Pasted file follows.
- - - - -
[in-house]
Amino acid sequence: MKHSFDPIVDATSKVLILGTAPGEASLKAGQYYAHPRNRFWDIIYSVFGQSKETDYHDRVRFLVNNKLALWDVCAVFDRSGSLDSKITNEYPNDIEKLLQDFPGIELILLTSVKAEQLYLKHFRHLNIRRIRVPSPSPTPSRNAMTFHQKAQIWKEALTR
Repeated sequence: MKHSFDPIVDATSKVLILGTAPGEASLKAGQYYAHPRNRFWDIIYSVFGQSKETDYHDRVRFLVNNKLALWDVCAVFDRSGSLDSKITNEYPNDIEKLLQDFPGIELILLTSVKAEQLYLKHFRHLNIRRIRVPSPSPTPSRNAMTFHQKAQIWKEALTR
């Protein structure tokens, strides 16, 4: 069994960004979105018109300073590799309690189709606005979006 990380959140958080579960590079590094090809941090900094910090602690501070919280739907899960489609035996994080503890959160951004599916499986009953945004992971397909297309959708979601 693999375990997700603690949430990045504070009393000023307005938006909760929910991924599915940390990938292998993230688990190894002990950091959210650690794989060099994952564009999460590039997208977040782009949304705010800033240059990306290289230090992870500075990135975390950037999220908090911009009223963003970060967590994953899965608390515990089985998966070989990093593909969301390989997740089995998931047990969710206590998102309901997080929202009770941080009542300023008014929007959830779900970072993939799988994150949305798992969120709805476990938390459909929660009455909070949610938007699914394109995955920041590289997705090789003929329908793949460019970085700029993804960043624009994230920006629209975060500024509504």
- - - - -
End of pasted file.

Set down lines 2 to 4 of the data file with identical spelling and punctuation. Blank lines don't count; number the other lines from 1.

Amino acid sequence: MKHSFDPIVDATSKVLILGTAPGEASLKAGQYYAHPRNRFWDIIYSVFGQSKETDYHDRVRFLVNNKLALWDVCAVFDRSGSLDSKITNEYPNDIEKLLQDFPGIELILLTSVKAEQLYLKHFRHLNIRRIRVPSPSPTPSRNAMTFHQKAQIWKEALTR
Repeated sequence: MKHSFDPIVDATSKVLILGTAPGEASLKAGQYYAHPRNRFWDIIYSVFGQSKETDYHDRVRFLVNNKLALWDVCAVFDRSGSLDSKITNEYPNDIEKLLQDFPGIELILLTSVKAEQLYLKHFRHLNIRRIRVPSPSPTPSRNAMTFHQKAQIWKEALTR
């Protein structure tokens, strides 16, 4: 069994960004979105018109300073590799309690189709606005979006 990380959140958080579960590079590094090809941090900094910090602690501070919280739907899960489609035996994080503890959160951004599916499986009953945004992971397909297309959708979601 693999375990997700603690949430990045504070009393000023307005938006909760929910991924599915940390990938292998993230688990190894002990950091959210650690794989060099994952564009999460590039997208977040782009949304705010800033240059990306290289230090992870500075990135975390950037999220908090911009009223963003970060967590994953899965608390515990089985998966070989990093593909969301390989997740089995998931047990969710206590998102309901997080929202009770941080009542300023008014929007959830779900970072993939799988994150949305798992969120709805476990938390459909929660009455909070949610938007699914394109995955920041590289997705090789003929329908793949460019970085700029993804960043624009994230920006629209975060500024509504």